These 5 traditions of pottery from Rajasthan will bind you to your screens with their enchanting aura.
The eminence of Rajasthan's handicrafts, like dhurrie weaving, lac work, leather craft and more, has reached foreign shores. Among these famous and indigenous artistic practices, is the timeless tradition of pottery. Stay safe in your homes as we take you on a virtual tour of Rajasthan's 5 different districts- Jaipur, Bikaner, Jaisalmer, Alwar and Sawai Madhopur, which ought to be explored through the eyes of a pottery-lover. We assure you that these 5 pottery styles of Rajasthan will bind you to your screens with their enchanting aura!
Apart from being the famous site for 1998 nuclear bomb tests, Pokhran is also famous for its distinct tradition of terracotta pottery. The stylised patterns with geometrical etchings of Pokhran Pottery distinguish it from other clay handicrafts. Artisans trained in this style usually produce traditional utensils, such as surahi and lota.
Potters of Alwar are famous for fashioning paper-thin pottery, known as Kagzi Pottery, whose roots are traced back to the medieval era. This style of pottery has unique designs that require certain finesse, which only a few trained artisans can practice and produce. Further, Kagzi Pottery items are extremely lightweight and are known for their biscuit-like colour.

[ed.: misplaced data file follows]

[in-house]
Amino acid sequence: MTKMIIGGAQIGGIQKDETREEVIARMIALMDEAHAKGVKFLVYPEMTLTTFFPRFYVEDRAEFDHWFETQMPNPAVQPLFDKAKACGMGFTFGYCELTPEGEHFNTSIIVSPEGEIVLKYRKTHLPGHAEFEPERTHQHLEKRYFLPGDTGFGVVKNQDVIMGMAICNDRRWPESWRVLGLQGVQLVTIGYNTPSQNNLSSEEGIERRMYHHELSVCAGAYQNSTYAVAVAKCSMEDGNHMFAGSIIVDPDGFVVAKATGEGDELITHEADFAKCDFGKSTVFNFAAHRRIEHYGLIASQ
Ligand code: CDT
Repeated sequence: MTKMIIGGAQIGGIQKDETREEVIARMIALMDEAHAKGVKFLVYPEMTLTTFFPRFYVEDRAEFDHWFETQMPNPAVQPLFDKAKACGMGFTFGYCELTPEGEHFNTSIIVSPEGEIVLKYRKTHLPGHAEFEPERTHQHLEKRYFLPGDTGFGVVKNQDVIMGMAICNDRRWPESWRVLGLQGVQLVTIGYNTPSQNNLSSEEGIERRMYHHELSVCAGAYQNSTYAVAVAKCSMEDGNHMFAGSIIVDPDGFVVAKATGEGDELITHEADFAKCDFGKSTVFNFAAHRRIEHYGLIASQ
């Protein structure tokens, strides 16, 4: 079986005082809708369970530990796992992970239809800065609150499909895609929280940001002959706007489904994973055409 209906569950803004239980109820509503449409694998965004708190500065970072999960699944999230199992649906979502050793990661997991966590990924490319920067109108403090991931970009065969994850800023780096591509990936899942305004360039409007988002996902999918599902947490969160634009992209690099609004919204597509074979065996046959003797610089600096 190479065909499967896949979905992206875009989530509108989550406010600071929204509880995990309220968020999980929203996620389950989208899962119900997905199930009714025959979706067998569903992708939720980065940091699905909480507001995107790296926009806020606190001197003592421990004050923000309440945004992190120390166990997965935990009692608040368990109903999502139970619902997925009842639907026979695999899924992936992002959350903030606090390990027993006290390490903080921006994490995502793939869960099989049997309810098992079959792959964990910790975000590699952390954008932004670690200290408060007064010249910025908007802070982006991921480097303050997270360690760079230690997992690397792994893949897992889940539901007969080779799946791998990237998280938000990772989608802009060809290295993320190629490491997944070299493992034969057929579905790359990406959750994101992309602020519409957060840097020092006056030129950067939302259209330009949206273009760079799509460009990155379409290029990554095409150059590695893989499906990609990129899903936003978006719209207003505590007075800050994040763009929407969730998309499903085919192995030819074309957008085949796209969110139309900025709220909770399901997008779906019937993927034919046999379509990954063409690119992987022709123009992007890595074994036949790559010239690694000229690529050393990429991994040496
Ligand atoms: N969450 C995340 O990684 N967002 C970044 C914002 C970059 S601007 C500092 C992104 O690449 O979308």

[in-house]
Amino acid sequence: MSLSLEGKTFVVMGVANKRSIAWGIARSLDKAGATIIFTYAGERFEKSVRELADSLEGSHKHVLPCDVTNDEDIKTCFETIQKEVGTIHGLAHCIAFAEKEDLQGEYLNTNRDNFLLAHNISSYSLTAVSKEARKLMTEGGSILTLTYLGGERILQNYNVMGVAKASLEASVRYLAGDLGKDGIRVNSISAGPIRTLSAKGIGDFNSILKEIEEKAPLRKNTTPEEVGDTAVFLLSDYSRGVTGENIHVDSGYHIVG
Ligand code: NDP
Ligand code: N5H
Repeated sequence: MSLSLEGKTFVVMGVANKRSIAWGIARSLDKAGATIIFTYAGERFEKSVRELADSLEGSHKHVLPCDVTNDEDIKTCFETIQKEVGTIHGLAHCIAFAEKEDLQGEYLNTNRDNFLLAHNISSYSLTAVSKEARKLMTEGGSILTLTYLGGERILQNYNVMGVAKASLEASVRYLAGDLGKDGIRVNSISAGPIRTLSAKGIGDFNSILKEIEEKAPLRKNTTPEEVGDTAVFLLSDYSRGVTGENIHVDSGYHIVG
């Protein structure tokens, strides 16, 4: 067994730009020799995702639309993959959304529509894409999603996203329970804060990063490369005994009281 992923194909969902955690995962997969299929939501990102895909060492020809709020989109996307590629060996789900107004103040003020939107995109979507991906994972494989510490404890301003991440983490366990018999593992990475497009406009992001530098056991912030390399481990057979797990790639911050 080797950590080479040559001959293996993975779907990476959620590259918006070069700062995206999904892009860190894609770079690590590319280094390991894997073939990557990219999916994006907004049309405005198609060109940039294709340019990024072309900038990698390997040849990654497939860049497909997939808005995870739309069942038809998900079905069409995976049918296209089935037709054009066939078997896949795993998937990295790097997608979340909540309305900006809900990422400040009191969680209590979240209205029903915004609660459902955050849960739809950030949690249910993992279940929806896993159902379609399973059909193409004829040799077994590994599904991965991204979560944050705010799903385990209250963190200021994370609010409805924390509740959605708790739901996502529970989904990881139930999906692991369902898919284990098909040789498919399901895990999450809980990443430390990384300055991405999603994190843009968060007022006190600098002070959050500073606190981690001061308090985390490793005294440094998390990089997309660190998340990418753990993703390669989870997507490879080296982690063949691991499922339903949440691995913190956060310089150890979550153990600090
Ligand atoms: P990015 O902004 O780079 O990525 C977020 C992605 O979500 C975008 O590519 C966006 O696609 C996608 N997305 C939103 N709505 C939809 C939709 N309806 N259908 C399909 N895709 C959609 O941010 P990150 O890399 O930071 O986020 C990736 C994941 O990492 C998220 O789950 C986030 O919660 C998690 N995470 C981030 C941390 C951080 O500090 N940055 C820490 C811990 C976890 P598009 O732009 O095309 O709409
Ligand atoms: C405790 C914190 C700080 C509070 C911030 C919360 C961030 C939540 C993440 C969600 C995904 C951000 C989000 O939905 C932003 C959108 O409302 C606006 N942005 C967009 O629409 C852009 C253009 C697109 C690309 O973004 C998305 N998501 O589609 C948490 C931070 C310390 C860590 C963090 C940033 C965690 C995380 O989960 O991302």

The Nohar centre of Rajasthan's Bikaner is famous for its distinguished style of painting terracotta pottery items. A by-product of shellac purification, lac is used for painting the surface of the baked items and it imparts a golden finish. It is claimed that the shimmery hues of Bikaner Pottery bear a resemblance to the sand dunes of the region.
Black Pottery is a unique tradition that has been famously nurtured in the Sawai Madhopur district of Rajasthan. Local artisans use thoroughly cleaned clay obtained from the banks of River Banas to mould it into myriad shapes on their potter's wheel. Final goods are sun-dried and then baked in a kiln, which gives the items a greyish-black colour.
This tradition of no-clay pottery traces its roots to Mongolia, however, in India, it found a home in Jaipur. Artisans work on ground quartz, Fuller's Earth, powdered glass, borax, gum and water to mould the mix into beautiful shapes. This tradition of pottery derives its names from the striking blue colour used to paint the items.
Whenever in this state after the pandemic recedes, do indulge in purchases of indigenous pottery items from here and show your support for the local artisans. Until then, we hope that this listicle helps you in virtually crossing geographical boundaries during this pandemic and to satiate the travel bug in you!